Makau, 27, has been the world’s fastest marathoner for the past two years, the second of which was the World record 2:03:38 he ran in Berlin 13 months ago, during which he disposed of previous record holder, Haile Gebrselassie in exemplary fashion.
A drop out in the London Marathon last April doubtless contributed to his being overlooked for an Olympic spot by Kenyan selectors spoiled for choice. But the omission still rankles on the eve of this IAAF Gold Label Road Race.
"I had a small injury in London, and dropped out to save myself for the Olympics," said Makau, on arrival in Frankfurt this morning (Friday). "I had been promised an Olympic place, so felt I was doing the right thing. I was ready for it (the Games), so I couldn’t understand why they dropped me. I was very disappointed, but there was nothing I could do about it".
Makau’s only race since then was the Tilburg 10 miles, in the Netherlands on September 2, when he ran a personal best 45:41, to finish third. According to manager Zane Branson, Makau closed with a 2:38 final kilometre, but felt he didn’t need to overextend himself against colleagues Pius Kirop and John Mwangangi.
Makau came to Frankfurt for a press conference a month ago, and surveyed the course with approbation. "It’s a good course; it’s a 2:03 course, so that shows it’s good. I can’t talk about a World record, but anything is possible. To be World record holder is good for me, it gives me more energy. Everything has been going well in training, my speed work and my long runs. My body is OK, so I’m hoping for good results."
Temperatures in northern Europe dropped overnight, from mid-teens to around 4-5C, but today’s rain in Frankfurt is due to dissipate, with a forecast of dry, relatively windless conditions, and around 4C(39F) on Sunday morning. Having clocked 2:05:08 in cold and torrential rain to win Berlin 2010, Makau had every right to be unconcerned.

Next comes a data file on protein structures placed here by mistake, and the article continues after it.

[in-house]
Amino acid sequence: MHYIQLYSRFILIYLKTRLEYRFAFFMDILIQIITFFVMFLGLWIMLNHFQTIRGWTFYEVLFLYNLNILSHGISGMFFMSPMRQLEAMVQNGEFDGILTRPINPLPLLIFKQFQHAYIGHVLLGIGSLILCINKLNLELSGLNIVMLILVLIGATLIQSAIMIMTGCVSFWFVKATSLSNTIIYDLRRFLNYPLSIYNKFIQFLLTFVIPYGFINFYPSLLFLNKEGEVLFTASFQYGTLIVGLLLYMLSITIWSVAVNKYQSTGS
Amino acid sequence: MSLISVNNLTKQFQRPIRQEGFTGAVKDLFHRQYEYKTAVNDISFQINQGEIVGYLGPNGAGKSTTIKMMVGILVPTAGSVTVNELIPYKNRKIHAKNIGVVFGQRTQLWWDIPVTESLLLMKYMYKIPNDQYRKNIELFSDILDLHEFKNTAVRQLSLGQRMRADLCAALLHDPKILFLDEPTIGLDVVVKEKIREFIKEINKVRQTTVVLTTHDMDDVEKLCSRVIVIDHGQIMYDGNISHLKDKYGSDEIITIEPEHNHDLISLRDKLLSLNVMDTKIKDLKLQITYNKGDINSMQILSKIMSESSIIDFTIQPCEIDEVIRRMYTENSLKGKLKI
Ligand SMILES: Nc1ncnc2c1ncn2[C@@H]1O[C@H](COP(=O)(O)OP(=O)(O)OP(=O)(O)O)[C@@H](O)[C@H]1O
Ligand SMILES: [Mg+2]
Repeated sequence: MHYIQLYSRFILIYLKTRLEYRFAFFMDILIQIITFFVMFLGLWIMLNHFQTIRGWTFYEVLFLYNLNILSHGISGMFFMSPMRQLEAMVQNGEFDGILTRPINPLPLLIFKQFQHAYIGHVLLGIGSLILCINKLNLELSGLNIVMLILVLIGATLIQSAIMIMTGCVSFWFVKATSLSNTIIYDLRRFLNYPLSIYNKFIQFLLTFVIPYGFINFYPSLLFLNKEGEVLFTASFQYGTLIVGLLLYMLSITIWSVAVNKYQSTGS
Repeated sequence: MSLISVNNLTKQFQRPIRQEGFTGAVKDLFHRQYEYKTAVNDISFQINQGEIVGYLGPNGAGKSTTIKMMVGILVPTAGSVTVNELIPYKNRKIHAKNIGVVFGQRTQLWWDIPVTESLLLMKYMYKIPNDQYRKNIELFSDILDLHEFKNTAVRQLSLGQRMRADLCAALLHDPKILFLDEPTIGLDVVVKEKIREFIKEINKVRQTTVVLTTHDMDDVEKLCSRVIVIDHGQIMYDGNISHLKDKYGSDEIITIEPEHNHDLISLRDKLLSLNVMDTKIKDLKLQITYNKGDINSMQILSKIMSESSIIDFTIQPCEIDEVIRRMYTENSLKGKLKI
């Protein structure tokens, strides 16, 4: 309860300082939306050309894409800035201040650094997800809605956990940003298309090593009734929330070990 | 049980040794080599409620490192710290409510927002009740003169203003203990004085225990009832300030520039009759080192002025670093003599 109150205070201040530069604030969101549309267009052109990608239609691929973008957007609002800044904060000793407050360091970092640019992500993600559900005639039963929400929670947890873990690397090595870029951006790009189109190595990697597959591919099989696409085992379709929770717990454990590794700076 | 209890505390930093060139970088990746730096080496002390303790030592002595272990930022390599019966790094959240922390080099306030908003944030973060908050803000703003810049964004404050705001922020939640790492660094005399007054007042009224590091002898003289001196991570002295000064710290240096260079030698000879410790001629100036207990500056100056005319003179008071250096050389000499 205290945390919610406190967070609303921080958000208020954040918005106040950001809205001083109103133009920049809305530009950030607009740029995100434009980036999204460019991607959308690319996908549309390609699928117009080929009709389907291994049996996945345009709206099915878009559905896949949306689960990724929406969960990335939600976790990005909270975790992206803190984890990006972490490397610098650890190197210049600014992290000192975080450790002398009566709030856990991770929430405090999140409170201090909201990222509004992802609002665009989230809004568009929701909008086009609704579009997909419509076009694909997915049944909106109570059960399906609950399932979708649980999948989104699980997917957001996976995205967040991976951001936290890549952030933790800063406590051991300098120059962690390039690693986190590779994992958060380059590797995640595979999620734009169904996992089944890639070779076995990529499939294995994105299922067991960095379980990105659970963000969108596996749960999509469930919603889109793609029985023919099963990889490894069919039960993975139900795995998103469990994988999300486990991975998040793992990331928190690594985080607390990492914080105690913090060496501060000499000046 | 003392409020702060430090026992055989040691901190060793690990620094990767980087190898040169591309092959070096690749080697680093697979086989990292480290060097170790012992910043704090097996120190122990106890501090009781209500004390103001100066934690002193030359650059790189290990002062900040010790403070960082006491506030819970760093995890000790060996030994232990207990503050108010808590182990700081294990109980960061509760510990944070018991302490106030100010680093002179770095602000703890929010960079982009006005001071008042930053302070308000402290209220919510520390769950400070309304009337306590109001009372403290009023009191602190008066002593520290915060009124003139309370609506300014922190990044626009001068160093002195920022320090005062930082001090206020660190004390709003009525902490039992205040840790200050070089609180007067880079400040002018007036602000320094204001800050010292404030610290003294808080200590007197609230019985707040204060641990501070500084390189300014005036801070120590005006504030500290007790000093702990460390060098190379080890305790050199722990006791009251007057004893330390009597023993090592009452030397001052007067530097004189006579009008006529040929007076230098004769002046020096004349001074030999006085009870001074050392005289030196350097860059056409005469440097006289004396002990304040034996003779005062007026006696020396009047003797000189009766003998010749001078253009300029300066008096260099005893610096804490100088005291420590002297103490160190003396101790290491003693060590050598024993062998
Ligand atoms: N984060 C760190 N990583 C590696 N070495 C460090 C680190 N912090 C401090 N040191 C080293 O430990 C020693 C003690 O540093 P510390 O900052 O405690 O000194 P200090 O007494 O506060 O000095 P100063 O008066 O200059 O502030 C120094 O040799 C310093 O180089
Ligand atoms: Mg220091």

"We might be cold for the first 10k, but after that it’ll feel normal. I’m ready to run, and I’m used to bad conditions, for example in Berlin two years ago. I managed to run very well, so I’m ready for anything."
The pacemakers have been primed for a first half in 1:01:40, which is the time that Makau’s colleague Wilson Kipsang clocked last year, on the way to an agonisingly close assault on Makau’s record, with 2:03:42. Kipsang’s manager Gerard van de Veen feels that his top man this year, Gilbert Kirwa (winner here in 2009, in 2:06:14) might be stretched by such a fast opening half, and admits that Makau is by far the favourite. Ethiopian Yemane Tsegay, winner of Rotterdam earlier this year, in 2:04:48, might beg to differ, but his crowded racing programme might militate against an even faster run.
Other leading contenders include Kenyan Albert Matebor, third last year in 2:05:25; Bazu Worku of Ethiopia, has also run 2:05:25, without yet winning a Marathon; and colleague Deressa Chimsa, who won Prague in May, in 2:05:42.
Daska, looking to defend, targeting sub-2:20
In contrast, the women’s race looks to be a wholly Ethiopian affair. Mamitu Daska returns to defend the title she won last year, with a personal best 2:21:59, and said on Thursday, "If the conditions are good, I would like to run 2:18, 2:19." But her colleague Bezunesh Bekele, who easily outpaced her in Dubai earlier this year, is a minute and half faster, with her 2:20:30 in the UAE. But another colleague, Meselech Melkamu, who has signalled a change of direction by dyeing her hair gold may spring a surprise. A world class track and cross country runner, Melkamu may well prove her experienced manager Jos Hermens right when he suggests an equally topline time on her Marathon debut.
But in the 31st running of Germany’s oldest Marathon, the formbook suggests that the spotlight with stay on Patrick Makau. His best in winning Rotterdam in 2:04:48 two years ago, was the world’s leading time of 2010; his World record 2:03:38 led last year; and he looks ready to make it three years in succession at the head of the world marathon rankings.
Pat Butcher (organisers) for the IAAF